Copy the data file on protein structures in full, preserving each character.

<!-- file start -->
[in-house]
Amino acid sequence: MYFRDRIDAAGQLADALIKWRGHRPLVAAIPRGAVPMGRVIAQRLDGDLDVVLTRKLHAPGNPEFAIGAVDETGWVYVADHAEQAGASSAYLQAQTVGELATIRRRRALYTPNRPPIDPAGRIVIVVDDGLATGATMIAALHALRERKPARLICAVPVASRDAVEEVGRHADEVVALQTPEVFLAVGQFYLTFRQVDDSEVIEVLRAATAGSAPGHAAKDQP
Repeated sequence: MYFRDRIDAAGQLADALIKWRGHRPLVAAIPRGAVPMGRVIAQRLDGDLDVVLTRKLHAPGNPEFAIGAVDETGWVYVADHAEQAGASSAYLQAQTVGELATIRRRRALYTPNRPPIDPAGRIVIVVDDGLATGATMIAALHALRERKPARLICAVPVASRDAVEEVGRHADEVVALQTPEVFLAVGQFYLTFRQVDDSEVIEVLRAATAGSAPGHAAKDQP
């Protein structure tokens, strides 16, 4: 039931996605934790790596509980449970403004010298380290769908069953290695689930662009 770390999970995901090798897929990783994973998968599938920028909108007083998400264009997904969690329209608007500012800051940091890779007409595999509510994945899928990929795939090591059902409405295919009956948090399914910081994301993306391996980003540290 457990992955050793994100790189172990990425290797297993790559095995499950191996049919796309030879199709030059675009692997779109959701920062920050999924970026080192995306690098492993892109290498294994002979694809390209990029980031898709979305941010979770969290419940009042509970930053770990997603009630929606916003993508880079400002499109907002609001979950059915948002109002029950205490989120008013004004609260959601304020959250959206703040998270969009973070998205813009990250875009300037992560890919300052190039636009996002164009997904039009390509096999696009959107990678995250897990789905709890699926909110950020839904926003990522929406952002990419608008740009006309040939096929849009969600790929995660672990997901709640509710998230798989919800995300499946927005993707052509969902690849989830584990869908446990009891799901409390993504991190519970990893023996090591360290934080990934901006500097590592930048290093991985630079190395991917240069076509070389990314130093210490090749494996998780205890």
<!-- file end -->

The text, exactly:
[in-house]
Amino acid sequence: MYFRDRIDAAGQLADALIKWRGHRPLVAAIPRGAVPMGRVIAQRLDGDLDVVLTRKLHAPGNPEFAIGAVDETGWVYVADHAEQAGASSAYLQAQTVGELATIRRRRALYTPNRPPIDPAGRIVIVVDDGLATGATMIAALHALRERKPARLICAVPVASRDAVEEVGRHADEVVALQTPEVFLAVGQFYLTFRQVDDSEVIEVLRAATAGSAPGHAAKDQP
Repeated sequence: MYFRDRIDAAGQLADALIKWRGHRPLVAAIPRGAVPMGRVIAQRLDGDLDVVLTRKLHAPGNPEFAIGAVDETGWVYVADHAEQAGASSAYLQAQTVGELATIRRRRALYTPNRPPIDPAGRIVIVVDDGLATGATMIAALHALRERKPARLICAVPVASRDAVEEVGRHADEVVALQTPEVFLAVGQFYLTFRQVDDSEVIEVLRAATAGSAPGHAAKDQP
């Protein structure tokens, strides 16, 4: 039931996605934790790596509980449970403004010298380290769908069953290695689930662009 770390999970995901090798897929990783994973998968599938920028909108007083998400264009997904969690329209608007500012800051940091890779007409595999509510994945899928990929795939090591059902409405295919009956948090399914910081994301993306391996980003540290 457990992955050793994100790189172990990425290797297993790559095995499950191996049919796309030879199709030059675009692997779109959701920062920050999924970026080192995306690098492993892109290498294994002979694809390209990029980031898709979305941010979770969290419940009042509970930053770990997603009630929606916003993508880079400002499109907002609001979950059915948002109002029950205490989120008013004004609260959601304020959250959206703040998270969009973070998205813009990250875009300037992560890919300052190039636009996002164009997904039009390509096999696009959107990678995250897990789905709890699926909110950020839904926003990522929406952002990419608008740009006309040939096929849009969600790929995660672990997901709640509710998230798989919800995300499946927005993707052509969902690849989830584990869908446990009891799901409390993504991190519970990893023996090591360290934080990934901006500097590592930048290093991985630079190395991917240069076509070389990314130093210490090749494996998780205890």